American Military Insignia, 1800-1851

American Military Insignia, 1800-1851

American Military Insignia, 1800-1851

American Military Insignia, 1800-1851

Excerpt

This catalog is a descriptive and interpretive listing of the insignia of the Army of the United States--other than buttons, epaulets, and horse furniture--in the National Collections that were prescribed or worn during the period 1800-1851. The subject of early American military buttons has been covered by L. F. Emilio in The Emilio Collection of Military Buttons (Salem, Massachusetts: Essex Institute, 1911), W. L. Calver and R. P. Bolton in History Written with Pick and Shovel (New York: New York Historical Society, 1950), and David F. Johnson in Uniform Buttons, American Armed Forces, 1784-1948. (Watkins Glen, New York: Century House, 1948, 2 vols.). For epaulets, see Mendel L. Peterson, American Army Epaulets, 1814-1872, Military Collector and Historian (March 1961, vol. 3, no. 1, pp. 1-14).

Most of the specimens described here are from the huge W. Stokes Kirk Collection acquired in 1959, supplemented by the War Department Collection and the numerous biographical collections of the United States National Museum; in addition, a few insignia in the collections of J. Duncan Campbell and others are included.

The unique W. Stokes Kirk Collection, unmatched in scope, volume, and rarity, is worthy of special note. It was begun in 1878 by W. Stokes Kirk, Sr., of Philadelphia, a dealer in U.S. Government surplus. Struck by the beautiful design and delicate art work in some of the early insignia, Mr. Kirk put aside all old and unusual devices for his personal collection. As his business expanded, so did his interest in military rarities and curios. After each bulk purchase from government sources, he would have all the odd and unusual items sorted out for his examination. The best of such items went into his personal collection, which included rare firearms, powder flasks, insignia, epaulets, military caps, and the like. W. Stokes Kirk, Jr., who succeeded his father and expanded the business nationally until it became almost as well known as Bannerman's Military Store in New York City, maintained and enlarged the collection. After his death, in 1946, the collection was continued by his widow, Mrs. Linnie A. Kirk Mosler. Items in this catalog from the W. Stokes Kirk Collection are indicated by the letters "S-K" in parentheses following the United States National Museum number.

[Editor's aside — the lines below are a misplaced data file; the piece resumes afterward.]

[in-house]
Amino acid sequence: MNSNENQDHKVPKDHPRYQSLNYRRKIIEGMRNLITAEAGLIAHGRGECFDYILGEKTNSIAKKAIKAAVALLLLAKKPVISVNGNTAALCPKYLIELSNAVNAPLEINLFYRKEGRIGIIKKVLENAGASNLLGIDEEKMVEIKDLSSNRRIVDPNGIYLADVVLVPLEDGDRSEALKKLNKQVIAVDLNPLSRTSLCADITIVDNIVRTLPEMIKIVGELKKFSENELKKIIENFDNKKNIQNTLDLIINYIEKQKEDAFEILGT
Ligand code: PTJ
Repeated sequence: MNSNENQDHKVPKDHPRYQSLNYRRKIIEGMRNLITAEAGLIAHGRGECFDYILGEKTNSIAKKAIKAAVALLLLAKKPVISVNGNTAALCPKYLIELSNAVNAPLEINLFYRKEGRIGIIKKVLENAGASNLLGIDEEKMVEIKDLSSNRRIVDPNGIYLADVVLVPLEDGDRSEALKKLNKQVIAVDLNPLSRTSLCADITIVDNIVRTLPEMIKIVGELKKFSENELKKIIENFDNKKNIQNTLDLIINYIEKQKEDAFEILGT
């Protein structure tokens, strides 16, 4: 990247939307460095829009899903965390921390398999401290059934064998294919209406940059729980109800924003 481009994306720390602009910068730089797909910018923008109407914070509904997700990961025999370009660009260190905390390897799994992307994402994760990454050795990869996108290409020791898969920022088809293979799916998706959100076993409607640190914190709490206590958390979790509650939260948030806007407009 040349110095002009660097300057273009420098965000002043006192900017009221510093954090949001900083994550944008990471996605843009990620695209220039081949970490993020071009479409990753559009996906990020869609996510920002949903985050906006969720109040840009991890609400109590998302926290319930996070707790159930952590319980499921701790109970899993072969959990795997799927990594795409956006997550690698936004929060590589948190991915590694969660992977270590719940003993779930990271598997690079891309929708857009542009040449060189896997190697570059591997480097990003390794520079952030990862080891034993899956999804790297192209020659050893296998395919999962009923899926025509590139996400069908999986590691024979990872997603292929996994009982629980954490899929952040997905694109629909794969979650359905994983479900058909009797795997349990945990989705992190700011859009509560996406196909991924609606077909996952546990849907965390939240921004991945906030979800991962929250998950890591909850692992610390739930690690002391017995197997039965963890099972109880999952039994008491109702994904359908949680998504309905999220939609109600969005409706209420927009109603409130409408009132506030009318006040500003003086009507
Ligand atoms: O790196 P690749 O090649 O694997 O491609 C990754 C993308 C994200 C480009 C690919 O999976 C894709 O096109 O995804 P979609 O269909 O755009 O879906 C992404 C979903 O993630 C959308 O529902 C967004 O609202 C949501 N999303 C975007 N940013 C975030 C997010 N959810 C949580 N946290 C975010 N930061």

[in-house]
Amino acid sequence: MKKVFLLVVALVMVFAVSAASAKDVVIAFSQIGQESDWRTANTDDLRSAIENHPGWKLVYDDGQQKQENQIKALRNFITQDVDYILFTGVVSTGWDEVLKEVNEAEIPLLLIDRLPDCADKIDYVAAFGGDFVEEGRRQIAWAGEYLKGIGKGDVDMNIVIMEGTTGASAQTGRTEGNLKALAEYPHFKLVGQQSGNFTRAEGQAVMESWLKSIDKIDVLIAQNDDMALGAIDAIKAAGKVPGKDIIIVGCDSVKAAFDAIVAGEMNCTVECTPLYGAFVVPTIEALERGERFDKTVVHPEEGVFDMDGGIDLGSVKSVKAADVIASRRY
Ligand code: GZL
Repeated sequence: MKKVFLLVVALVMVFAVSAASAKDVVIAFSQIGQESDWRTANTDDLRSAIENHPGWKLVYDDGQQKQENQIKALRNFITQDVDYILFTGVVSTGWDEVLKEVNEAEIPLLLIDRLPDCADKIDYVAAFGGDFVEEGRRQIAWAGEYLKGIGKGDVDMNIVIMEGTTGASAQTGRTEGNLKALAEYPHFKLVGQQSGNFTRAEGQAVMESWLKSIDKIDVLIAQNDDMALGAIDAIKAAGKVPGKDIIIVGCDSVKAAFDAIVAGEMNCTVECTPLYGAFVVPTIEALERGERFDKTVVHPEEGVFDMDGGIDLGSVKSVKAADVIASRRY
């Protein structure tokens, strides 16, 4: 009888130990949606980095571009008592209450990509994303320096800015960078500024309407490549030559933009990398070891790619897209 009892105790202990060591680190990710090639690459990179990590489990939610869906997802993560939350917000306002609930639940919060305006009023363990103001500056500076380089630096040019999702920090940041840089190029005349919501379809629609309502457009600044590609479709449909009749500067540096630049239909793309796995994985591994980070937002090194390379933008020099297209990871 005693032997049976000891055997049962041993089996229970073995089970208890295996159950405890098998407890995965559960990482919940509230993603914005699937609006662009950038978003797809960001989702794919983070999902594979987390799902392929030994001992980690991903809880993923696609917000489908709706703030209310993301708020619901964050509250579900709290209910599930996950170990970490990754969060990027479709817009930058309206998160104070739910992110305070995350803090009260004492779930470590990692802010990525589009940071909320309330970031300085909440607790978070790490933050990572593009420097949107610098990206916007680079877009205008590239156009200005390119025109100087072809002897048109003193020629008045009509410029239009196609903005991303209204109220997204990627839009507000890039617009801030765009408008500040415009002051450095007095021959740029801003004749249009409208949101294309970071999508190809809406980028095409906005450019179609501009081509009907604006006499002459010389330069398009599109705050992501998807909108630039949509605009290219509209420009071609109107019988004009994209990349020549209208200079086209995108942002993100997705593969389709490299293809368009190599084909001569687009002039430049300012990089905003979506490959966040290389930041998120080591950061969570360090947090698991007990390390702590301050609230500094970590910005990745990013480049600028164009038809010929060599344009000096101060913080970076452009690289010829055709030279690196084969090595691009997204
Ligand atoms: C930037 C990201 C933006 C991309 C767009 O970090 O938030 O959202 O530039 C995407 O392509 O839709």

Although this catalog is, in more than one sense, a developmental history of American military insignia, it is not, and is not intended to be, a definitive study. The picture is far too incomplete. Whereas the record of Regular Army devices after 1821 is fairly clear--despite the fact that the uniform regulations continued sometimes to use the tantalizing phrase "according to pattern"--there remain serious gaps in the pre-1821 period when regulations were exceedingly vague and fragmentary at best . . .

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